As of right now, going into the 2015 growing year, we are anticipating no surface water at all. We'll be farming 100 percent with wells, and that's scary. We're removing older plants in tight water areas. On ranches where we've decided to replant, we're concerned about the wells holding up and whether we're going to get district water to farm those. We've decided to do a lot more redevelopment right now where water is tight, because young trees don't take as much water. If a ranch has only one well and the well has dropped off quite a bit, we know we can't get a well drilled for at least another year, so we've decided to redevelop it and plant baby trees that can survive on one well until we can get another well drilled or we get more district water.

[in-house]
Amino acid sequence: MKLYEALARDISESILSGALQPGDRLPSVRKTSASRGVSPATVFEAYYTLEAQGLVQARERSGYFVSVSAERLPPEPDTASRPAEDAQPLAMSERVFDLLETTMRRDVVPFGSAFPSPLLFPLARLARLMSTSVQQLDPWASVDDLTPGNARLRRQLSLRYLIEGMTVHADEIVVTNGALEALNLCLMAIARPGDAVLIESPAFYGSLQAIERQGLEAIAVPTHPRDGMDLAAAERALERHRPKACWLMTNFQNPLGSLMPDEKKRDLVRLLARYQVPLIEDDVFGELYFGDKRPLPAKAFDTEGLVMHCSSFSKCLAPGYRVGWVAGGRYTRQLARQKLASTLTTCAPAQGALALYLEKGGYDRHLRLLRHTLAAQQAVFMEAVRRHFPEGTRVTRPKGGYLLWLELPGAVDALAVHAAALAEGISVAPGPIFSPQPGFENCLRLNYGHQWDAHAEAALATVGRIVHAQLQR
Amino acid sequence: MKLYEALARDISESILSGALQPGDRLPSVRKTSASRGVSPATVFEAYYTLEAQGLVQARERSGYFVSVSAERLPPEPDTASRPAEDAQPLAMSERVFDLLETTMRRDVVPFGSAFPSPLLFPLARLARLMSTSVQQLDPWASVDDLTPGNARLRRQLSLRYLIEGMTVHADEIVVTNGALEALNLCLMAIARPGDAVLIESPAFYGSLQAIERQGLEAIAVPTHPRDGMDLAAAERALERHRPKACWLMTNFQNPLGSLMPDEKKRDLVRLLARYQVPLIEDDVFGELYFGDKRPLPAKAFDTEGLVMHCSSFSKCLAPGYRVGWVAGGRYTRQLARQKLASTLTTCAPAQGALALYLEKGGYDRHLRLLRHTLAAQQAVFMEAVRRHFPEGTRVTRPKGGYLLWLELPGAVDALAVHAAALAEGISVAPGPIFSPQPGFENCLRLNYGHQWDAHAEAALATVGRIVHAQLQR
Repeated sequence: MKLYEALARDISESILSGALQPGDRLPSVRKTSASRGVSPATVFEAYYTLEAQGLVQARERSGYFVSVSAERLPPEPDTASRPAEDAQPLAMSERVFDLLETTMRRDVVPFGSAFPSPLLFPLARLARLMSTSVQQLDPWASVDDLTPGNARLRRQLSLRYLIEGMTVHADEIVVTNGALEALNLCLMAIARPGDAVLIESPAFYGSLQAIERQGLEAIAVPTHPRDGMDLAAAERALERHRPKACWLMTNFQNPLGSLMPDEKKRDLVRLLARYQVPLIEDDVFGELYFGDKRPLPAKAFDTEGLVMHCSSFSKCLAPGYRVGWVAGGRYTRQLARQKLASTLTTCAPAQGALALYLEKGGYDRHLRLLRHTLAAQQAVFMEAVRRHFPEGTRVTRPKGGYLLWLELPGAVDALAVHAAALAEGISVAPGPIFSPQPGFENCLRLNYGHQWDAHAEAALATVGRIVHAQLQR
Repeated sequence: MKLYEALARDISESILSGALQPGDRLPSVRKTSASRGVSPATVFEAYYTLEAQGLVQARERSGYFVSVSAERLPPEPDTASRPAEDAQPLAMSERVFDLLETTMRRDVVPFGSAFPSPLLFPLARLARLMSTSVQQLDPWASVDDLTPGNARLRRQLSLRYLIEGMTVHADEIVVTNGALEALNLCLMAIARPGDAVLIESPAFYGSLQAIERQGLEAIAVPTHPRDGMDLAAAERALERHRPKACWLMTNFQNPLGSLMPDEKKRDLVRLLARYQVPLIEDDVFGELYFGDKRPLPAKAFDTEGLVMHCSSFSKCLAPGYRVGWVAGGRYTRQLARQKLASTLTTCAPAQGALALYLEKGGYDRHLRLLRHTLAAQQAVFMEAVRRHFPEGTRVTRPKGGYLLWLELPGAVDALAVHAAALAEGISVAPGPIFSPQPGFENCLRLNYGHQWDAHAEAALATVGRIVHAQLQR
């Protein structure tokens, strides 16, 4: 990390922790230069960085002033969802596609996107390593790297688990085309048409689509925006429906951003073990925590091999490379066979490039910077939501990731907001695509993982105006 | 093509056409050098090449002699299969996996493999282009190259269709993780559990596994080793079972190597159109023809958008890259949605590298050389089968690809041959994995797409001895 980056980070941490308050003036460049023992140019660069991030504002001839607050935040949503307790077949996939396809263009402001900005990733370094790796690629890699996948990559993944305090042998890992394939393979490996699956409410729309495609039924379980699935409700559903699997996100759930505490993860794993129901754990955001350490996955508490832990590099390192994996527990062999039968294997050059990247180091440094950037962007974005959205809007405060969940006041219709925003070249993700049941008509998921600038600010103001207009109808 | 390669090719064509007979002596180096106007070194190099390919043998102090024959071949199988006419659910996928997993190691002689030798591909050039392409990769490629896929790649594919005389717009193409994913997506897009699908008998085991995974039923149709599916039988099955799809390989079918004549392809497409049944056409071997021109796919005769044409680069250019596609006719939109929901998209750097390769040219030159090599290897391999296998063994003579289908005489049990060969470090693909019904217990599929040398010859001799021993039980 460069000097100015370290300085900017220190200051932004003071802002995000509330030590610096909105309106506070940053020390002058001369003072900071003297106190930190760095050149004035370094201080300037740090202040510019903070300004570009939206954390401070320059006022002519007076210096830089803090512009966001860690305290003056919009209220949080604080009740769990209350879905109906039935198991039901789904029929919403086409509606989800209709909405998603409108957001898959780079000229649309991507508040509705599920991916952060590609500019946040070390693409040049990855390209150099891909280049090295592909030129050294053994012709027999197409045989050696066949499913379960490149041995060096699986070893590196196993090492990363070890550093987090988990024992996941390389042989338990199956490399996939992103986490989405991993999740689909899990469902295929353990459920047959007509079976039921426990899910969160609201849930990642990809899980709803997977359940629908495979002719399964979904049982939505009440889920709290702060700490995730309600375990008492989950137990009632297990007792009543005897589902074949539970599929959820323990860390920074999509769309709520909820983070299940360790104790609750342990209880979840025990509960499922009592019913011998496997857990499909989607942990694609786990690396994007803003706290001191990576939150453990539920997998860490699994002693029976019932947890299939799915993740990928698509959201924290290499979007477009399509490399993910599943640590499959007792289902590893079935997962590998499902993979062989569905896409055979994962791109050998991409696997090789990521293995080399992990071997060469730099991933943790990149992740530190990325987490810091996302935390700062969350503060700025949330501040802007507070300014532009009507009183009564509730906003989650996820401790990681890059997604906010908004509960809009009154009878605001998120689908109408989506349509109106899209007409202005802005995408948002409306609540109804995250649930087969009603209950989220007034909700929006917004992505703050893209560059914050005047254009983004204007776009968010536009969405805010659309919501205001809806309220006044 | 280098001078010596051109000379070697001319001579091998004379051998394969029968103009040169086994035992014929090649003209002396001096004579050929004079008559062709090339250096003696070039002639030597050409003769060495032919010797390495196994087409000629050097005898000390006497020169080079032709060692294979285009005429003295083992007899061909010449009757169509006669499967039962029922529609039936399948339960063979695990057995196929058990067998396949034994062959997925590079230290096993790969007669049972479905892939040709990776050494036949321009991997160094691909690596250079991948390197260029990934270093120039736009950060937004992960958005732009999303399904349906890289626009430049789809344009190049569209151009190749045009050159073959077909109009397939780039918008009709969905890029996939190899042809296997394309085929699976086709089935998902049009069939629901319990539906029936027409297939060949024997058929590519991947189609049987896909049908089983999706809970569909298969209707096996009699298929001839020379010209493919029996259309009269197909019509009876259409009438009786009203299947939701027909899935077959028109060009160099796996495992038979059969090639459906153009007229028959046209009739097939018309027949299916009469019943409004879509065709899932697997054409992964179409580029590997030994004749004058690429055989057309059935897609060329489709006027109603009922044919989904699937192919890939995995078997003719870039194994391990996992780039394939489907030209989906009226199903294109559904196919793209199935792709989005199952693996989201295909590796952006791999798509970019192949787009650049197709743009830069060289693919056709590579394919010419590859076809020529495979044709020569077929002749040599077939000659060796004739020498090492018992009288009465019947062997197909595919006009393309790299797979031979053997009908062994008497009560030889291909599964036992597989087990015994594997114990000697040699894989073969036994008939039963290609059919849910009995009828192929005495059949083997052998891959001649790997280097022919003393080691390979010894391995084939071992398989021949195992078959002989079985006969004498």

By Stacy Gore, Butte County diversified farmer
After the wet but welcome weather in December, the north valley is busily working away with orchard and field tasks. Pruning in the almonds is finished and it looks like the later-blooming tree crops are going great guns. Stumps are being dug and holes prepped for replants in the near future.
Since it has been dry, fertilizer is being applied in advance of the spring bloom. However, if dry conditions persist, we'll need to irrigate the fertilizer into the soil so that the tree roots will have easy access to the nutrients. Potassium is important to nut set, so having it available at the right time in the spring makes happy trees in March and happy farmers in September.
The lack of precipitation has also allowed some field-crop spraying, but winter forage is starting to stress in some areas. As we close in on the end of duck season, flooded fields that were bank full a few weeks ago are starting to show ground. There is still some great waterfowl viewing though, and there are a good number of bald eagles in the fields of the North State.